Section 107 -- 5(c) of the Code of Criminal Procedure, however, is broader in scope and provides that arrests may be made anywhere within the State. Extraterritorial arrests have been upheld pursuant to this provision where the arresting officer had probable cause to believe that defendant had committed an offense within the officer's jurisdiction. (People v. Aldridge (1981), 101 Ill. App. 3d 181, 427 N.E.2d 1001 (arrest in Chicago by Evanston police for rape occurring in Evanston); People v. Durham (1979), 71 Ill. App. 3d 725, 390 N.E.2d 517 (arrest in Alexander County by Union County sheriff's office for aggravated assault, armed violence, unlawful use of weapons and criminal damage to property valued less than $150).) The common law "hot pursuit" doctrine similarly upholds extraterritorial arrests in which the police from the jurisdiction where the offense took place immediately pursue the fleeing perpetrators into another jurisdiction. (People v. Clark (1977), 46 Ill. App. 3d 240, 360 N.E.2d 1160 (arrest in Missouri by Cairo police for armed robbery occurring in Illinois).) Defendant contends that in each case where the arrest was upheld pursuant to section 107 -- 5(c), the officer had some knowledge, if not probable cause to believe, that the accused had committed an offense within his jurisdiction prior to leaving it and that such authority cannot sustain the arrest here because Officer Taylor had no basis to believe any offense would be committed prior to leaving his jurisdiction. These decisions address circumstances where the authority to make an extraterritorial arrest is at issue. In such circumstances the basis upon which the accused was pursued into another jurisdiction is a relevant consideration. Here, however, a radar sweep was conducted on a roadway within Officer Taylor's jurisdiction. Going to an adjoining jurisdiction under such circumstances does not, in our opinion, operate to prohibit the officer from acting intraterritorially based on his extraterritorial observation of the commission of an offense.
Section 107 -- 3 of the Code of Criminal Procedure authorizes a private citizen to make an arrest when he has reasonable grounds to believe that an offense other than an ordinance violation is being committed. Extraterritorial arrests by police officers have been upheld as citizen's arrests where the offense was committed in the officer's presence. (People v. Gupton (1985), 139 Ill. App. 3d 530, 487 N.E.2d 1060 (arrest in unincorporated area of Cook County by Glencoe police for driving in the wrong lane and under the influence of alcohol while in the unincorporated area); People v. Rowe (1984), 128 Ill. App. 3d 721, 471 N.E.2d 578 (arrest in Jacksonville by South Jacksonville police for improper lane usage and driving under the influence of alcohol occurring in Jacksonville); People v. Marino (1980), 80 Ill. App. 3d 657, 400 N.E.2d 491 (arrest in Wood Dale by Chicago police for burglary occurring in Wood Dale).) In Illinois, extraterritorial arrests are not invalidated because they are made under color of authority. (Gupton, 139 Ill. App. 3d 530, 487 N.E.2d 1060; Rowe, 128 Ill. App. 3d 721, 471 N.E.2d 578; Marino, 80 Ill. App. 3d 657, 400 N.E.2d 491.) Moreover, the results of a breathalyzer test, which was requested under color of law in association with a citizen's arrest, have been held to be admissible. Gupton, 139 Ill. App. 3d 530, 487 N.E.2d 1060; Rowe, 128 Ill. App. 3d 721, 471 N.E.2d 578.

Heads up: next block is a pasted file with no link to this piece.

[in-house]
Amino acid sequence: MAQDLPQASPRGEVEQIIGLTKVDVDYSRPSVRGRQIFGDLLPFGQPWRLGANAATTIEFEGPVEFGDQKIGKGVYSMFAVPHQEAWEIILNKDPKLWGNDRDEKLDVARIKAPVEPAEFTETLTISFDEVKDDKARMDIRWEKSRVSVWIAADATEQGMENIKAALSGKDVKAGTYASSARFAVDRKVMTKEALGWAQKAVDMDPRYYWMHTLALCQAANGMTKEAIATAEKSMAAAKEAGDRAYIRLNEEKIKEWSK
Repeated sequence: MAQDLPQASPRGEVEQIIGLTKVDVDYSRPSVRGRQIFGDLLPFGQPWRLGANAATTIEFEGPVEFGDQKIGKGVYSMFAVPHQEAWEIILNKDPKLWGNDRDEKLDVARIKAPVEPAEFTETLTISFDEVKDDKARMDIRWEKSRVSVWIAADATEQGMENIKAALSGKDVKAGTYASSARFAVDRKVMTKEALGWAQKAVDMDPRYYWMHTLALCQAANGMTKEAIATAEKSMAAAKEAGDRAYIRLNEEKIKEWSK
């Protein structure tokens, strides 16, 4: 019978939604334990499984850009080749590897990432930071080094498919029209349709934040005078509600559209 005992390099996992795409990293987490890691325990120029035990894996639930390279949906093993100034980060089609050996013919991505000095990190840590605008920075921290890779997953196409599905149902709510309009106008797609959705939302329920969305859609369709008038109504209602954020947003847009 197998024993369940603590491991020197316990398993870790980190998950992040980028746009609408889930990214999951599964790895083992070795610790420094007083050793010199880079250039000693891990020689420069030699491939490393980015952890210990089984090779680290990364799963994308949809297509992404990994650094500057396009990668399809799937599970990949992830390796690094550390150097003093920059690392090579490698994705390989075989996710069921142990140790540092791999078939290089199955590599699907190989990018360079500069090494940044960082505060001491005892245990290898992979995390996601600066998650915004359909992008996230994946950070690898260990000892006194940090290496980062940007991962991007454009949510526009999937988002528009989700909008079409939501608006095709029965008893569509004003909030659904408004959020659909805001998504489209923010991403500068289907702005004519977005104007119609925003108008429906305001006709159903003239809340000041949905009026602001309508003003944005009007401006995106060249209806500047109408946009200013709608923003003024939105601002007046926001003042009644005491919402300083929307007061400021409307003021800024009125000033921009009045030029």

Both sections 107 -- 3 and 107 -- 5(c) of the Code of Criminal Procedure have been held to authorize extraterritorial arrests, made in either an official or citizen's capacity, where the officer observed the commission of the offense while outside of his jurisdiction. Accordingly, had the boundary line between Palos Park and the unincorporated area been the center of Route 45 and defendant been arrested in the unincorporated area, the extraterritorial arrest would have been sustained either in Officer Taylor's official capacity (Aldridge, 101 Ill. App. 3d 181, 427 N.E.2d 1001; Durham, 71 Ill. App. 3d 725, 390 N.E.2d 517) or as a private citizen's arrest (Gupton, 139 Ill. App. 3d 530, 487 N.E.2d 1060). Consequently, it would be anomalous to quash the instant intraterritorial arrest.